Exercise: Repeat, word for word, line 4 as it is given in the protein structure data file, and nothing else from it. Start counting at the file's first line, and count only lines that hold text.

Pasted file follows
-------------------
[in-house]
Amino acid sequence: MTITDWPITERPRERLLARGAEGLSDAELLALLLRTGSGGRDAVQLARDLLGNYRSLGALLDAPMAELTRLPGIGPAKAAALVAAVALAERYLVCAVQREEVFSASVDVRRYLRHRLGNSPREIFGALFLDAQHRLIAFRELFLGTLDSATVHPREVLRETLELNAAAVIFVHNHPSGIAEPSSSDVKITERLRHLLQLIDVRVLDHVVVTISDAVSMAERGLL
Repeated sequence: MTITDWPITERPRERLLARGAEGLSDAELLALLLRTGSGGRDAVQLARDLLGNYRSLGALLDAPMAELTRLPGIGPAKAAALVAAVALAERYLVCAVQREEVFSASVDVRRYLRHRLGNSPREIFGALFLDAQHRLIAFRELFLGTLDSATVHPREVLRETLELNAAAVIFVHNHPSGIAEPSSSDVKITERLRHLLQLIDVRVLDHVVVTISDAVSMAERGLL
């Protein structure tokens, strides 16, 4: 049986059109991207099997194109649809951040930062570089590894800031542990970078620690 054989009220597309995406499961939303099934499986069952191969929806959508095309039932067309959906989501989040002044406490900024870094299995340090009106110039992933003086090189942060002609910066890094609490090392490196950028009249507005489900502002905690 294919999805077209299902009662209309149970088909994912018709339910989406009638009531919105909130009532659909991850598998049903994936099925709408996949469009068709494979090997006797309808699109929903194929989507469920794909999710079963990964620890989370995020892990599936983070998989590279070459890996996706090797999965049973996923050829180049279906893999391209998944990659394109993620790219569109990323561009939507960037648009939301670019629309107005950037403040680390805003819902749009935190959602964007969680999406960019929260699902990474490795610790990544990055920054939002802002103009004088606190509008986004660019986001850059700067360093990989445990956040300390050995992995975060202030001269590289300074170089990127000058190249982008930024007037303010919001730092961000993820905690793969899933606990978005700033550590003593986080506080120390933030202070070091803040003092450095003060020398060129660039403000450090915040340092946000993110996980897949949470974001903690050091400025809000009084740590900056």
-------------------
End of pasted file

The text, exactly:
């Protein structure tokens, strides 16, 4: 049986059109991207099997194109649809951040930062570089590894800031542990970078620690 054989009220597309995406499961939303099934499986069952191969929806959508095309039932067309959906989501989040002044406490900024870094299995340090009106110039992933003086090189942060002609910066890094609490090392490196950028009249507005489900502002905690 294919999805077209299902009662209309149970088909994912018709339910989406009638009531919105909130009532659909991850598998049903994936099925709408996949469009068709494979090997006797309808699109929903194929989507469920794909999710079963990964620890989370995020892990599936983070998989590279070459890996996706090797999965049973996923050829180049279906893999391209998944990659394109993620790219569109990323561009939507960037648009939301670019629309107005950037403040680390805003819902749009935190959602964007969680999406960019929260699902990474490795610790990544990055920054939002802002103009004088606190509008986004660019986001850059700067360093990989445990956040300390050995992995975060202030001269590289300074170089990127000058190249982008930024007037303010919001730092961000993820905690793969899933606990978005700033550590003593986080506080120390933030202070070091803040003092450095003060020398060129660039403000450090915040340092946000993110996980897949949470974001903690050091400025809000009084740590900056």